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Quantification of Pulsed Operation of Rotary Left Ventricular Assist Devices with Wave Intensity Analysis

Bouwmeester, J. Christopher*,†; Park, Jiheum; Geirsson, Arnar§; Valdovinos, John†,¶; Bonde, Pramod§

doi: 10.1097/MAT.0000000000000821
Adult Circulatory Support

The current generation of left ventricular assist devices (LVADs) provides continuous flow and has the capacity to reduce aortic pulsatility, which may be related to a range of complications associated with these devices. Pulsed LVAD operation using speed modulation presents a mechanism to restore aortic pulsatility and potentially mitigate complications. We sought to investigate the interaction of axial and centrifugal LVADs with the LV and quantify the effects of continuous and pulsed LVAD operations on LV generated wave patterns under different physiologic conditions using wave intensity analysis (WIA) method. The axial LVAD created greater wave intensity associated with LV relaxation. In both LVADs, there were only minor and variable differences between the continuous and pulsed operations. The response to physiologic stress was preserved with LVAD implantation as wave intensity increased marginally with volume loading and significantly with infusion of norepinephrine. Our findings and a new approach of investigating aortic wave patterns based on WIA are expected to provide useful clinical insights to determine the ideal operation of LVADs.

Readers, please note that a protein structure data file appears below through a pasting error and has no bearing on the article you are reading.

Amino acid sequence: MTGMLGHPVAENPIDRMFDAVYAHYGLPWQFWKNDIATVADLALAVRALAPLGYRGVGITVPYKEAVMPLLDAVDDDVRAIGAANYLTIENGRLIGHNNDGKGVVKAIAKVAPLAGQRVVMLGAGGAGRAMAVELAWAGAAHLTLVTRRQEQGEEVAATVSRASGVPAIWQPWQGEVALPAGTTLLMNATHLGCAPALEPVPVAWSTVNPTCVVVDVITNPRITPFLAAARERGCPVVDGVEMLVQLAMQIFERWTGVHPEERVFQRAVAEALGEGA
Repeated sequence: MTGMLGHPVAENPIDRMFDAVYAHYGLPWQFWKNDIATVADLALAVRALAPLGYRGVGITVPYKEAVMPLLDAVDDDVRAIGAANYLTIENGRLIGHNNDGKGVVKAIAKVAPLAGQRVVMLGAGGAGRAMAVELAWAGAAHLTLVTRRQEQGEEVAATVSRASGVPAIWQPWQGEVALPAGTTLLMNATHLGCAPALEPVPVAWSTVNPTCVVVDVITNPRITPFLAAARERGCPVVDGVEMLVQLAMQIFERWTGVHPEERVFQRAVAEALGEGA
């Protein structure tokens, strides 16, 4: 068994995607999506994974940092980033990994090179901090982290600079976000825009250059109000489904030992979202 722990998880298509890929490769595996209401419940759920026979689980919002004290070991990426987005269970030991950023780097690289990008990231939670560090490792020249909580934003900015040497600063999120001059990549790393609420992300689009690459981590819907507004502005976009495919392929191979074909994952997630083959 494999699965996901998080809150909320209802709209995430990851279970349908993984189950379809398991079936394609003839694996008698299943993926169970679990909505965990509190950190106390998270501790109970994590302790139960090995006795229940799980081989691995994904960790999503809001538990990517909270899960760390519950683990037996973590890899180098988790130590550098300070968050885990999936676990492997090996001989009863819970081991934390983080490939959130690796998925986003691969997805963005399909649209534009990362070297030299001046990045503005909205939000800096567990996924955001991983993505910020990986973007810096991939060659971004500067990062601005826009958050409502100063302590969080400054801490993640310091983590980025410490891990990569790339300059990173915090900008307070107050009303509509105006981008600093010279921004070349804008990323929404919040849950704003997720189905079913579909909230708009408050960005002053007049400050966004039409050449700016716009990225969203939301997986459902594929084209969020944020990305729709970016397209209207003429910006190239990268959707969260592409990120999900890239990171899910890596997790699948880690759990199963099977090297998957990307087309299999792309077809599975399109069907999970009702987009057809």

From the *Institute of Biomaterials and Biomedical Engineering, University of Toronto, Toronto, Canada

Formerly: Bonde Artificial Heart Laboratory, Department of Surgery, Yale School of Medicine, New Haven, Connecticut

Bonde Artificial Heart Laboratory, Department of Surgery, Yale School of Medicine, New Haven, Connecticut

§Cardiac Surgery, Department of Surgery, Yale School of Medicine, New Haven, Connecticut

Department of Electrical and Computer Engineering, California State University, Northridge, California.

Submitted for consideration September 2017; accepted for publication in revised form March 2018.

Disclosure: The authors have no conflicts of interest to report.

The project described was supported by National Institutes of Health/National Heart, Lung, and Blood Institute (NHLBI) grant No. R21HL118611. No relationships with industry to report.

Part of this work was presented at American Heart Association Scientific Sessions in Anaheim, CA, Nov 2017.

Supplemental digital content is available for this article. Direct URL citations appear in the printed text, and links to the digital files are provided in the HTML and PDF versions of this article on the journal’s Web site (

Correspondence: Pramod Bonde, Center for Advanced Heart Failure and Transplantation, Yale School of Medicine, Yale New Haven Hospital, 330 Cedar Street, 204 Boardman, P.O. Box 208039, New Haven, CT 06520. Email:

Copyright © 2019 by the American Society for Artificial Internal Organs